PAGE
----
This book was really popular when I was a kid. We loved the premise: thirteen year old Annabel wakes up to find she has switched bodies with her mother, and has to make it through her mother’s day. The mother, in Annabel’s body, plays hookey from school and makes over her daughter’s life. Various complications occur with a neighbor boy named Boris who has trouble with his adenoids so it turns out his name has actually been “Morris” all this time (but the “beatloaf” he offers to make for dinner turns out to actually be . . . a beetloaf).
It’s the switching-places premise again, which is always fun (see my review of The Kellyhorns). Freaky Friday is based pretty directly on a 19th century adult novel, Vice Versa: A Lesson to Fathers, but it was the first exposure most of us in the ’70’s had to this idea, aside from a brief episode in The Horse and His Boy.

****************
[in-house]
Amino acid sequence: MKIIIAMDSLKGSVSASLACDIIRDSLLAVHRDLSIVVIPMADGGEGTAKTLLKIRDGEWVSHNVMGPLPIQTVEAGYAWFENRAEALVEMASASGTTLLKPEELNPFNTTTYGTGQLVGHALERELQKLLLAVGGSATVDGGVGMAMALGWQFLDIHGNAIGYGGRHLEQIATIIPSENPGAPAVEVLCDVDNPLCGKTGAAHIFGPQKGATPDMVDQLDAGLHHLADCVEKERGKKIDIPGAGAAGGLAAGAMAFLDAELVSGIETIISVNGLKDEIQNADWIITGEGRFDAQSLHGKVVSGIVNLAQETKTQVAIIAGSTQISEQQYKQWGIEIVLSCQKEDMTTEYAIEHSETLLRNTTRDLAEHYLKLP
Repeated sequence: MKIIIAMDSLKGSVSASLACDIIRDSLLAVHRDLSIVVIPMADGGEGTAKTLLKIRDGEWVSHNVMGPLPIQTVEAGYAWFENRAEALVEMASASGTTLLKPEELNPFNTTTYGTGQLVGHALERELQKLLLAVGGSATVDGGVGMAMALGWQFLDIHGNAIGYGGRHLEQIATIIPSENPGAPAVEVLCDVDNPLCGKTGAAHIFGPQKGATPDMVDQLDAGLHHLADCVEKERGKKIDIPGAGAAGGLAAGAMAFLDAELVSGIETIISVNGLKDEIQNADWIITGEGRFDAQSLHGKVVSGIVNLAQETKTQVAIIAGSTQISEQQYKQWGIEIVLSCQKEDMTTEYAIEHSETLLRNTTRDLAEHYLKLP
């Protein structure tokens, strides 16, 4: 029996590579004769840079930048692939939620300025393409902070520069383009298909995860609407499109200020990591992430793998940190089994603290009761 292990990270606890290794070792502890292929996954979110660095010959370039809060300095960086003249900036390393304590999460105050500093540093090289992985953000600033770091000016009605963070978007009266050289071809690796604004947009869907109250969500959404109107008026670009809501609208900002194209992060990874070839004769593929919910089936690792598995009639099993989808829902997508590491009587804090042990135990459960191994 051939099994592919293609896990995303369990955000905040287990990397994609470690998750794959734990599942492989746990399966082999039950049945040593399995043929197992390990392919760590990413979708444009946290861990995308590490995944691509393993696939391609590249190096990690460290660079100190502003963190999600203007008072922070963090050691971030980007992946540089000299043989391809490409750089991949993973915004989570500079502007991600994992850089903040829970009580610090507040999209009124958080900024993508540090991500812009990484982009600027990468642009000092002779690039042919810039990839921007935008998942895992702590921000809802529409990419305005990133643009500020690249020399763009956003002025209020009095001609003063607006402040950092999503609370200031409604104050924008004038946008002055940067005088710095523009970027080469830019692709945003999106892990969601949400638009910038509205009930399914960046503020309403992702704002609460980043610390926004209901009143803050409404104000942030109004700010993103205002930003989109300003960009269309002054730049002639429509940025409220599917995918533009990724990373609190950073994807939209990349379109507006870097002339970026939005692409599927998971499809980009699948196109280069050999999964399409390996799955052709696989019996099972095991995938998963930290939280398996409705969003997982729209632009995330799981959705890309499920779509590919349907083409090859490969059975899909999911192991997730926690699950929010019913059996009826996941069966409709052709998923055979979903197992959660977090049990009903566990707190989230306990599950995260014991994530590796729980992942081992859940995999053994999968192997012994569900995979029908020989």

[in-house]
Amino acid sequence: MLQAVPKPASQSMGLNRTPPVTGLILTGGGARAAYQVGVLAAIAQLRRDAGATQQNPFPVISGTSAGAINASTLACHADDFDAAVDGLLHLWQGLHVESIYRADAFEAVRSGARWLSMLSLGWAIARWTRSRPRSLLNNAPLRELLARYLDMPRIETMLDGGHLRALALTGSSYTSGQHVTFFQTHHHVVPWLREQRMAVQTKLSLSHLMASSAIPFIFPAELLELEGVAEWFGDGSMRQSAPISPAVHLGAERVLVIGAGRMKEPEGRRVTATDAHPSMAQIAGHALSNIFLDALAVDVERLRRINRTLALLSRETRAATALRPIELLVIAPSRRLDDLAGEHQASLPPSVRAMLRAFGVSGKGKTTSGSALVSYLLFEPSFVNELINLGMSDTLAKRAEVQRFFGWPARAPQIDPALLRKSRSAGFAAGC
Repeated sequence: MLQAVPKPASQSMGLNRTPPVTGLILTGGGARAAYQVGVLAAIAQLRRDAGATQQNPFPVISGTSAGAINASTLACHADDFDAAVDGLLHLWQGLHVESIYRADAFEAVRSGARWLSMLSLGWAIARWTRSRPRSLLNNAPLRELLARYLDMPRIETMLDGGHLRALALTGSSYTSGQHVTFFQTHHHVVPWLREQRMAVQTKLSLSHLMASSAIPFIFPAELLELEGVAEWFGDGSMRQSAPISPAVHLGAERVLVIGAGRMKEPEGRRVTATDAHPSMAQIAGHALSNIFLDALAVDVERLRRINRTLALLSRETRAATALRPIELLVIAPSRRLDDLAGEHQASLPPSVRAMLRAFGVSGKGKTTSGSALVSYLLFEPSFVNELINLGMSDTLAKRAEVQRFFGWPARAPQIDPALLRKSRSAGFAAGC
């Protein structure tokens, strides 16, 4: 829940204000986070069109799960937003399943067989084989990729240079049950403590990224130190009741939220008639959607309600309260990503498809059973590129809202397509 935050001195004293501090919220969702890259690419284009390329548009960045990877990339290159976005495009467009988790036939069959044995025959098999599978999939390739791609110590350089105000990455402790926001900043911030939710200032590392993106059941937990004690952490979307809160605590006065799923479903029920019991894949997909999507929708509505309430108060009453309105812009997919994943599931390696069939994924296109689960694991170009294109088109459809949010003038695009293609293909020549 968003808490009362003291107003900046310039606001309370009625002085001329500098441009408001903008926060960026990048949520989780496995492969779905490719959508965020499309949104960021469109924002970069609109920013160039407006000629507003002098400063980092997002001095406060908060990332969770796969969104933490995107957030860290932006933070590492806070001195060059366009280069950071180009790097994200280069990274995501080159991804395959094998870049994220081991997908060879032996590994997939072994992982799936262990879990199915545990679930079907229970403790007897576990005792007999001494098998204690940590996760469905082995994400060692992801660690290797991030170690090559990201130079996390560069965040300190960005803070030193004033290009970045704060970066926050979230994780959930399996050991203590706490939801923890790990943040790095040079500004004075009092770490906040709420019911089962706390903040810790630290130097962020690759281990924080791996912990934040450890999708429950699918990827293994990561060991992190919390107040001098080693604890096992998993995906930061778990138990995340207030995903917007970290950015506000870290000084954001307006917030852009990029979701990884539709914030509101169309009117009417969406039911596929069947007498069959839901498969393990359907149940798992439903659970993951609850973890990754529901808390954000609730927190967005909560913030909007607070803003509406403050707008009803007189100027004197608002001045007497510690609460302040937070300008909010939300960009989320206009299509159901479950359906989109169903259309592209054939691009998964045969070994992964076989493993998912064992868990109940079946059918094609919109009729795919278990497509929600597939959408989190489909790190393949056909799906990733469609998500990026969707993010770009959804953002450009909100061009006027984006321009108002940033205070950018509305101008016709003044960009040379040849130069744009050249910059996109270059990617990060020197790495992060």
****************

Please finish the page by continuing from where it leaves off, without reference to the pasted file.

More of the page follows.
I’m just surprised none of us (not to mention the librarians) noticed how this book goes horribly, horribly wrong.
Annabel starts the day by vamping her own father, a situation that could easily have resulted in a morning quickie but thankfully the father is too tired and grumpy to take the bait. After everyone leaves she slouches around the house in a negligee and watches TV, and when Boris shows up she tries to vamp him. Apparently Annabel’s mother is a MILF because Boris likes it quite a lot.
Then she goes out and buys gin. While she’s out she sees her little brother lost on the streets of New York City because she (as the mother) forgot to pick him up from the school bus. So she tries to sneak away. She only takes him home with her because a crowd has gathered and he’s calling her “mommy.”
About two-thirds of the way through, it dawns on the alert reader that this book is supposed to be funny.
Meanwhile, the mother takes it upon herself to change everything about her daughter she doesn’t like, including cutting her hair (which Annabel has expressedly said she doesn’t want to do) and buying her all-new clothes without her consultation. When she returns she is so beautiful — this day was also coincidentally the day for Annabel to get her braces off — that Boris doesn’t recognize her and describes her as a “beautiful chick.” Annabel is so thrilled to have Boris’s attention that she’s glad her mother has turned her into someone she isn’t.
Oh, and the writing is just terrible.